// match() returns true if the link's URL matches
	  // the facultyHomePage pattern

    void visit (Page page) {
        System.out.println ( page.getURL () ); 
          // getURL() returns the URL that the page represents

The implementation of Crawler uses multiple threads to retrieve pages and links, and passes them to the callback methods according to the following scheme. The crawler contains a queue of "ready" links, which have been approved by shouldVisit but not yet retrieved. In each iteration, a crawling thread takes a link from this queue, downloads the page to which it points, and passes the page to visit for user-defined processing. Then the thread iterates through the collection of links on the page, calling shouldVisit on each link. Links approved by shouldVisit are put in the queue, and the thread returns to the queue for another link to download.

The ready queue is initialized with a set of links, called the starting points or roots of the crawl. The crawler continues retrieving pages until its queue is empty, unless the programmer cancels it by calling abort()or the crawl exceeds some predefined limit (such as number of pages visited, number of bytes retrieved, or total wall-clock time).

Since the links of the Web form a directed graph, one can usefully regard the SPHINX crawling model from the standpoint of graph traversal. Breadth-first and depth-first traversal are simulated by different policies on the ready queue: first-in-first-out for breadth-first, last-in-first-out for depth-first. In our implementation, the ready queue is actually a priority queue, so shouldVisit can define an arbitrary traversal strategy by attaching priority values to links. This facility could, for example, be used to implement a heuristically-guided search through the Web.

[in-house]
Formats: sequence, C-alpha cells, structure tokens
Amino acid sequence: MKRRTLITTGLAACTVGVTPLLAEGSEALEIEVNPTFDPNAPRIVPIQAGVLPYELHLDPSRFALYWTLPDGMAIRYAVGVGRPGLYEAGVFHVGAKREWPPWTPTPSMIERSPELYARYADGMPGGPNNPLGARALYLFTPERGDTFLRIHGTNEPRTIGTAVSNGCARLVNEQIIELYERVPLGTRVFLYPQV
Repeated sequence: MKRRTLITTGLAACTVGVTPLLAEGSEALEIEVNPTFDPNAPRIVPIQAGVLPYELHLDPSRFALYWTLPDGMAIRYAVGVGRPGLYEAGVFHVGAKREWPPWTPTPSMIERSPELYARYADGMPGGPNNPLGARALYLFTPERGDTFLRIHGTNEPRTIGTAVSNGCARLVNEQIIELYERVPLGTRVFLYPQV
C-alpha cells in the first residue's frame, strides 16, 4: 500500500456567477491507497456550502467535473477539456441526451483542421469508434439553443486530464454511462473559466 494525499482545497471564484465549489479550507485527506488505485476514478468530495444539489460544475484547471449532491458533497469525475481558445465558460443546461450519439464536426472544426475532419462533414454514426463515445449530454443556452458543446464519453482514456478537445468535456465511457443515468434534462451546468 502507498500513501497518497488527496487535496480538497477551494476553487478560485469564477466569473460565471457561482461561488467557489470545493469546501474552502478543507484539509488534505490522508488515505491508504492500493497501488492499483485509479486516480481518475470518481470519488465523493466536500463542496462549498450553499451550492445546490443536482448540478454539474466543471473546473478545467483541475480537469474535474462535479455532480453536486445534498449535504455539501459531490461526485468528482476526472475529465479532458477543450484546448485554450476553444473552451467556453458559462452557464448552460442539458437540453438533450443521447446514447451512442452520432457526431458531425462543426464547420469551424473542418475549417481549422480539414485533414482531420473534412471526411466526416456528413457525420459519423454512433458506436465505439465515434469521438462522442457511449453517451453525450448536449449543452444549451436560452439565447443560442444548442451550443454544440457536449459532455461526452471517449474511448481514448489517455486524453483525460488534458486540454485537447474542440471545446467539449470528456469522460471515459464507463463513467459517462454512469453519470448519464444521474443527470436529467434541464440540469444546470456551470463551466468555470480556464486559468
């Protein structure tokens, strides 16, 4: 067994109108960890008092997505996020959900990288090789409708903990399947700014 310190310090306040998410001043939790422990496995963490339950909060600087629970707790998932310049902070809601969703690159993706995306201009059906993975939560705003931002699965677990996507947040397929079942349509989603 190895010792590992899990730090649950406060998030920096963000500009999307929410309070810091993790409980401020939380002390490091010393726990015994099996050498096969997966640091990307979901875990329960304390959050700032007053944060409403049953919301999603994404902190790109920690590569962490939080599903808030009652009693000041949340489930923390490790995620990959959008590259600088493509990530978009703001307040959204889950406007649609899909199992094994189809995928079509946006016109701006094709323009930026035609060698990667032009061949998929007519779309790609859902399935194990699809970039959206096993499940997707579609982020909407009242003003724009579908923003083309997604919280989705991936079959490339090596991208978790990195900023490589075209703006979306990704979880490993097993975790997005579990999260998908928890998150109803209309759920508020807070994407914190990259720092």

A traversal of the Web runs the risk of falling into a cycle and becoming trapped. This is especially true in cases where pages are dynamically created. SPHINX does simple cycle avoidance by ignoring links whose URL has already been visited. More insidious cycles can be broken by setting a depth limit on the traversal, so that pages at a certain (user-specified) depth from the root set are arbitrarily treated as leaves with no links. A better solution would be to use a classifier that detects if a "similar" page has been seen before to avoid visiting the same sort of page twice. A page resemblance technique such as [Broder97] can be used for this purpose.

Like other crawling toolkits, SPHINX also supports the informal standard for robot exclusion [Koster94], which allows a Web site administrator to indicate portions of the site that should not be visited by robots.

2.2. Classifiers: reusable crawling components